I don't do well with notes/ e-mails being left for me, to decipher what the problem is, the tone of the communication, and more so- back handed snarky remarks. I would much rather have someone approach me face to face and discuss what the issue is. But I also realize that this type of conflict resolution is what works for me, and not everyone else. Some people think face to face interaction equals confrontation which is not always the case. But some folks are very much afraid of the whole possibility of that kind of scenario, and will avoid it at all costs. When I reply to something like that, no matter how hard I try to sound respectful, it always comes out looking like I'm being a complete bitch. If I choose not to reply, it looks like I'm backing down, which I don't like either. And if I reply in person (my way of preference) then I am viewed as being aggressive, and the issue ends up escalating.

I think I'm going to hire a singing telegram for the next issue I have with someone. Who can get mad at someone mid song?

Monday, February 22, 2010

Popping the blog cherry. Preface

Years ago, when I was working for a major retail chain in customer service, the one part of every day I looked forward to was my 1/2 hour lunch break, where I would often head outside to the back of the store, where there was a garden area and picnic table, complete with umbrella. It wasn't much, but it was certainly a much needed change of scenery. It provided me with a chance to get away from the hectic stressful obstacles of the work day and cool down, vent, and just recharge myself so I could prepare myself for round 2 until I was done for the day.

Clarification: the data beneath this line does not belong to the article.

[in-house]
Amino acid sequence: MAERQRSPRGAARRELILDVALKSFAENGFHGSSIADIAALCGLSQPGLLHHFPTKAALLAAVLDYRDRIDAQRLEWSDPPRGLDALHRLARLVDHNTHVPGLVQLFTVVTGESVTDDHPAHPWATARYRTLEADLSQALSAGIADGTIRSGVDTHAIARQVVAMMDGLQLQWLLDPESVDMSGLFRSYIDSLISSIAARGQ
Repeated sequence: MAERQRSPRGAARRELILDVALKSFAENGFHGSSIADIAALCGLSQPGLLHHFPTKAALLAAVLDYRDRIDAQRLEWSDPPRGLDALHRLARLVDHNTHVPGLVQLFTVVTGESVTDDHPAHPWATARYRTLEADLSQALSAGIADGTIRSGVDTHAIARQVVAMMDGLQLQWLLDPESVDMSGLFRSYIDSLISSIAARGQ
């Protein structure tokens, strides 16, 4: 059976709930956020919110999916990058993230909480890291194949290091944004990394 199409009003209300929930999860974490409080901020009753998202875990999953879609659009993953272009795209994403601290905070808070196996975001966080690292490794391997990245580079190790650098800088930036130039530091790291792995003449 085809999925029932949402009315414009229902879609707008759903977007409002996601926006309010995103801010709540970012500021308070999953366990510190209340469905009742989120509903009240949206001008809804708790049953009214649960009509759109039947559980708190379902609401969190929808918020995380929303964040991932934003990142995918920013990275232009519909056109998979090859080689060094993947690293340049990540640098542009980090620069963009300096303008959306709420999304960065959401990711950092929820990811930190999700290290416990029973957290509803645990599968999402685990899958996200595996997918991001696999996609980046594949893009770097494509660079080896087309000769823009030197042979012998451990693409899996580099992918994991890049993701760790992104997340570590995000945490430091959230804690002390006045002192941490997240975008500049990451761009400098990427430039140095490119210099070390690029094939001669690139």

I am severely allergic to bees, in fact I guess you could say I am deathly allergic. I have to carry an Epipen in case I should ever get stung. So when a nest of bees built quite an impressive hive about 5 feet away from my break area, I guess I should have realized even then God, or Karma or Destiny or whichever hands of fate were responsible for this hive of aggressive bees, had a very demented sense of humour. One that would become the very thread of my existence. I can appreciate a demented sense of humour.

So the bees moved in, and became incredibly territorial as most Africanized crossbred bees do, and every time I needed to "escape" from my work place, I often ended up becoming the ridiclue of my workplace as I ran screaming from the back of the store, moving my arms in all sorts of contorted movements, very similar to that of one having a grand maul seizure, as a few pissed off bees chased me away. I tried smoking them out, I even went to the trouble of hooking up a garden hose from the side of building, and brought that out with me to soak those bees if they started with me. Didn't work. Then I just thought- fuck it- and started bringing my lunch out with me. Can't beat 'em, join 'em. And I just learned to remain calm and still as one, then two, then four bees landed on my hand while I was eating or drinking, and just decided to let them have a bite too. Win-win situation.

Eventually those bees became cool with me being on their turf, and I regained a sense of calm from a place I hadn't ever thought I would. This blog is about me describing the satyrical, ironic and even humourous exploits of my everyday life.
I laugh at myself, often. I have to, otherwise I would end up stark raving mad and owning stock in pharmaceutical companies. So now you can laugh at me too. Enjoy.